Blue kidney-grille slats, blue rings around the BMW roundels on the wheels, assorted badges, and the charge door on the driver’s-side front fender distinguish the 530e from the rest of the line. Otherwise, it’s standard 5-series down to its dual exhaust pipes.

Now How Much Would You Pay?

The car is sold globally, but BMW expects that Americans like our Mr. Green will be the largest market for the 530e, which already is on sale. For a while, it enjoys a monopoly among German-built mid-size luxury sedans as Mercedes-Benz and Audi drag their feet on plug-in-hybrid versions of the E-class and the A6. The 530e iPerformance costs about $10,000 less than BMW’s former ActiveHybrid 5 (which had a turbocharged inline-six handling the gas-engine duties and boasted 335 combined horsepower). Whereas the ActiveHybrid 5 topped the pyramid for non-M 5-series sedans, the new 530e slots between the 530i and the 540i in the lineup, and it costs just $200 more than the 530i. Pricing starts at $52,395 with rear-wheel drive, and xDrive all-wheel drive adds $2300.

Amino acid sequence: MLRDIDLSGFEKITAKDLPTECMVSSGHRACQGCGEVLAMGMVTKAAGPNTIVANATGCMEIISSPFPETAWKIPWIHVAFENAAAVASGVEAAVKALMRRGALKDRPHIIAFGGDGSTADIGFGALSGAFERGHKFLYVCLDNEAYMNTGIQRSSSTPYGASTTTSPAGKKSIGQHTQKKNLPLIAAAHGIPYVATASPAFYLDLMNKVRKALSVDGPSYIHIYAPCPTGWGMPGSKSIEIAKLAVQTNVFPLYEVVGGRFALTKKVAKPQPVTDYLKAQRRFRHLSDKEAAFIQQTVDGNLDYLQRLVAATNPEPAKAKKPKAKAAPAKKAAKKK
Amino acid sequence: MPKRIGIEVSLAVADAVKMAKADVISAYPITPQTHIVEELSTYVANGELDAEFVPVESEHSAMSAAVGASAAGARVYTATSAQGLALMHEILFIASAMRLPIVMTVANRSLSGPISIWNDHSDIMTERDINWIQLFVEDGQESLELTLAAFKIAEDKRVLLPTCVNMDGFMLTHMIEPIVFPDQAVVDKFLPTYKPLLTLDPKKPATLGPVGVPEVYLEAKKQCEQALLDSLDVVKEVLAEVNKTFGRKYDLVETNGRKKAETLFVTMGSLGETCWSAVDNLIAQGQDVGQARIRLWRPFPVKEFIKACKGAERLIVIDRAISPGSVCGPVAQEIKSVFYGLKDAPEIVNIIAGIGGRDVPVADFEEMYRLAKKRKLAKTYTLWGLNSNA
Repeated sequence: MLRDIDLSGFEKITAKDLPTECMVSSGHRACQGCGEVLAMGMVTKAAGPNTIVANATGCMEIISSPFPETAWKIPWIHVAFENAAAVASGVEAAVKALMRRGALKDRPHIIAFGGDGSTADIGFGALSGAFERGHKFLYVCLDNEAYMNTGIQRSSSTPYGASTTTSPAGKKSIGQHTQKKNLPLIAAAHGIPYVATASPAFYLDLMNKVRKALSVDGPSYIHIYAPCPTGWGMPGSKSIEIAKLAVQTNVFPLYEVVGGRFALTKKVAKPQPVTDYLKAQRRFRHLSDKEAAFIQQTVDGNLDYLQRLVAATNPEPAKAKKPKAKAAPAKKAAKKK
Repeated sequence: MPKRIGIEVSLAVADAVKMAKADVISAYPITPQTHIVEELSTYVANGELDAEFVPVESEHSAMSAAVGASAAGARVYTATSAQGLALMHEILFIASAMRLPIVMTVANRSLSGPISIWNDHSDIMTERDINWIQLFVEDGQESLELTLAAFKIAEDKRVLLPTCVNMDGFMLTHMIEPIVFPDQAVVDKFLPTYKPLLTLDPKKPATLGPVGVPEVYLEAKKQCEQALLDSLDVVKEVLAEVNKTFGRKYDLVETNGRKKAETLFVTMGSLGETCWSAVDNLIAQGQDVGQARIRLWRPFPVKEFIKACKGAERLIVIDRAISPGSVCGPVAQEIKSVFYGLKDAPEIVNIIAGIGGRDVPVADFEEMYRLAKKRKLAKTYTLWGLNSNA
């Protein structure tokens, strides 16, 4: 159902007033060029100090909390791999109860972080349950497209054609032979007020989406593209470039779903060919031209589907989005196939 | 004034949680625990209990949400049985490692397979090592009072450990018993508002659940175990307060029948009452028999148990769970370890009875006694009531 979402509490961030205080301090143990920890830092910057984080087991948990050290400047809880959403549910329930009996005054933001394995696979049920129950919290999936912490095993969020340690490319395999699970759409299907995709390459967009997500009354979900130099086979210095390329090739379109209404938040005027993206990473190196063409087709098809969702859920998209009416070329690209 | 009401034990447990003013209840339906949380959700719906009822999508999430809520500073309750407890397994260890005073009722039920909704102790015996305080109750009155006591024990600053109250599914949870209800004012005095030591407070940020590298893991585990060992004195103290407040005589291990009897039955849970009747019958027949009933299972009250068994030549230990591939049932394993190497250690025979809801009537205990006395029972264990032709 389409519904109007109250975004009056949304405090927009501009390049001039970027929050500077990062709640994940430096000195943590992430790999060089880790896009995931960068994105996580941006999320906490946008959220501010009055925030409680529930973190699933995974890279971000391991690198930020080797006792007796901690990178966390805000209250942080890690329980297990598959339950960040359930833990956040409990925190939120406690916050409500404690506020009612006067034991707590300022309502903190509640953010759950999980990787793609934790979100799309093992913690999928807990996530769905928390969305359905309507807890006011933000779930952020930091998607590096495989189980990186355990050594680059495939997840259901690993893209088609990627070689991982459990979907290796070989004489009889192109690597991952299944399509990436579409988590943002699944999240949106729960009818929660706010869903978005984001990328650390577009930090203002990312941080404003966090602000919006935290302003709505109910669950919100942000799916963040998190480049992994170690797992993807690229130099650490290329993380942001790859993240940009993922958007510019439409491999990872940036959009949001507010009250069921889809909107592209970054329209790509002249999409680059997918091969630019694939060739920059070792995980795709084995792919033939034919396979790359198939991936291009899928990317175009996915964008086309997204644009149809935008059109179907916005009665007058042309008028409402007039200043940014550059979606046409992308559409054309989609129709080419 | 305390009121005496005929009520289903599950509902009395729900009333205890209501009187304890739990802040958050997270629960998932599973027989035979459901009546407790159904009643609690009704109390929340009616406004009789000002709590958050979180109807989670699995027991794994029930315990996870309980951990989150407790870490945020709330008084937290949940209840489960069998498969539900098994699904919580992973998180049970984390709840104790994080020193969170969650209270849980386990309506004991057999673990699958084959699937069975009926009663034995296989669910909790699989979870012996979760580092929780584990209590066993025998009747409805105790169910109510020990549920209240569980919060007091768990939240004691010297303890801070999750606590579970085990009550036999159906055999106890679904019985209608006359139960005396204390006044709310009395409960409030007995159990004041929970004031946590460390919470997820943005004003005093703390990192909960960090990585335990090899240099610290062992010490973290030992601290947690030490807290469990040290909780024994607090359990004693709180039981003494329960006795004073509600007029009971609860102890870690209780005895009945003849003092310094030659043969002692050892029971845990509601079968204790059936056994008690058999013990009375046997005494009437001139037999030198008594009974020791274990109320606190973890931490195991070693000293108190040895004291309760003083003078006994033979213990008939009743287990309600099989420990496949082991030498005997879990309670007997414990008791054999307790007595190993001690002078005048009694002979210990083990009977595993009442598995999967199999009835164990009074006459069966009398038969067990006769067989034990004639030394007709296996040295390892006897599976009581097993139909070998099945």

That makes this car a bargain—with more peak torque and better fuel efficiency—even before factoring in any applicable government tax incentives or fuel savings. Mr. Green is going to look so smart.

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2017 Audi RS7: Our View

I’ll admit I pre-judged the 2017 Audi RS 7 when I looked at its price tag. The highest-performance version of Audi’s stylish A7, it starts at $111,650 — a lot of scratch. Things escalated quickly from there in my test vehicle, which was an RS 7 Performance, a new trim level for 2017.